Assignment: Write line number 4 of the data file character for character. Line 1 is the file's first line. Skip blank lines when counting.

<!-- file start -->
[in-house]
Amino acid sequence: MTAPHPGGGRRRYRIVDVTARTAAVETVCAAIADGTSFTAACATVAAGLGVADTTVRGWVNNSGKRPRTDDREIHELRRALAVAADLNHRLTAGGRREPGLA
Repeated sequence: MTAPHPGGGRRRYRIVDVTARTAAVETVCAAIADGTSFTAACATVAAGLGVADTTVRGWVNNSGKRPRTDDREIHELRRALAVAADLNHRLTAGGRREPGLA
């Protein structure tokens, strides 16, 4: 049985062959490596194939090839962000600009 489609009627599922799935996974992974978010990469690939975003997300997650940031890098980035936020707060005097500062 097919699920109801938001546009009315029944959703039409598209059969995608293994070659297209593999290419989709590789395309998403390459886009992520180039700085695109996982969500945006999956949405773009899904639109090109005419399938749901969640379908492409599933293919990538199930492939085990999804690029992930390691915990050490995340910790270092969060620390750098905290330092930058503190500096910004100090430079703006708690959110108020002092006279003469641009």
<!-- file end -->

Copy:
């Protein structure tokens, strides 16, 4: 049985062959490596194939090839962000600009 489609009627599922799935996974992974978010990469690939975003997300997650940031890098980035936020707060005097500062 097919699920109801938001546009009315029944959703039409598209059969995608293994070659297209593999290419989709590789395309998403390459886009992520180039700085695109996982969500945006999956949405773009899904639109090109005419399938749901969640379908492409599933293919990538199930492939085990999804690029992930390691915990050490995340910790270092969060620390750098905290330092930058503190500096910004100090430079703006708690959110108020002092006279003469641009």